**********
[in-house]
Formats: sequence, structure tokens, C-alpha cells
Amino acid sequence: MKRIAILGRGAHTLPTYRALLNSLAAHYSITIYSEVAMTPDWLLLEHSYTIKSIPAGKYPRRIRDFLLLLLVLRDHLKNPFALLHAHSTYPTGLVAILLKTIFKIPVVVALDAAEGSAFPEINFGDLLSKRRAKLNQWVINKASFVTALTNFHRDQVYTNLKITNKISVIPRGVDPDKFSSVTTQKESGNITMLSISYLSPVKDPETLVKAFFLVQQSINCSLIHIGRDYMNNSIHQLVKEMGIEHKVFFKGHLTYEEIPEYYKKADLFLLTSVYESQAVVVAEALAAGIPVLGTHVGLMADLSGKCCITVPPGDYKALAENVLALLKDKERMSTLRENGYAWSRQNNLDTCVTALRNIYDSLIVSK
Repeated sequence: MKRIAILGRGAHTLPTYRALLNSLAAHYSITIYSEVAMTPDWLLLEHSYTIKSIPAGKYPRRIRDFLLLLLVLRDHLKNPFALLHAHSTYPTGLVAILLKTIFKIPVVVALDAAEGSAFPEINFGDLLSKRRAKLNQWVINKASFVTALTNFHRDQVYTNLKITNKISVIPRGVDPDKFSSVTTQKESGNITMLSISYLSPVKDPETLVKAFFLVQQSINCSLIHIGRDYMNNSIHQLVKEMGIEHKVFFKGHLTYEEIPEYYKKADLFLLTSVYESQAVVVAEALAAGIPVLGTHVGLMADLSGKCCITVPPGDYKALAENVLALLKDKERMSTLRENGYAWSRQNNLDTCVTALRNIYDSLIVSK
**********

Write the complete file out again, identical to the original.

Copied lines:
[in-house]
Formats: sequence, structure tokens, C-alpha cells
Amino acid sequence: MKRIAILGRGAHTLPTYRALLNSLAAHYSITIYSEVAMTPDWLLLEHSYTIKSIPAGKYPRRIRDFLLLLLVLRDHLKNPFALLHAHSTYPTGLVAILLKTIFKIPVVVALDAAEGSAFPEINFGDLLSKRRAKLNQWVINKASFVTALTNFHRDQVYTNLKITNKISVIPRGVDPDKFSSVTTQKESGNITMLSISYLSPVKDPETLVKAFFLVQQSINCSLIHIGRDYMNNSIHQLVKEMGIEHKVFFKGHLTYEEIPEYYKKADLFLLTSVYESQAVVVAEALAAGIPVLGTHVGLMADLSGKCCITVPPGDYKALAENVLALLKDKERMSTLRENGYAWSRQNNLDTCVTALRNIYDSLIVSK
Repeated sequence: MKRIAILGRGAHTLPTYRALLNSLAAHYSITIYSEVAMTPDWLLLEHSYTIKSIPAGKYPRRIRDFLLLLLVLRDHLKNPFALLHAHSTYPTGLVAILLKTIFKIPVVVALDAAEGSAFPEINFGDLLSKRRAKLNQWVINKASFVTALTNFHRDQVYTNLKITNKISVIPRGVDPDKFSSVTTQKESGNITMLSISYLSPVKDPETLVKAFFLVQQSINCSLIHIGRDYMNNSIHQLVKEMGIEHKVFFKGHLTYEEIPEYYKKADLFLLTSVYESQAVVVAEALAAGIPVLGTHVGLMADLSGKCCITVPPGDYKALAENVLALLKDKERMSTLRENGYAWSRQNNLDTCVTALRNIYDSLIVSK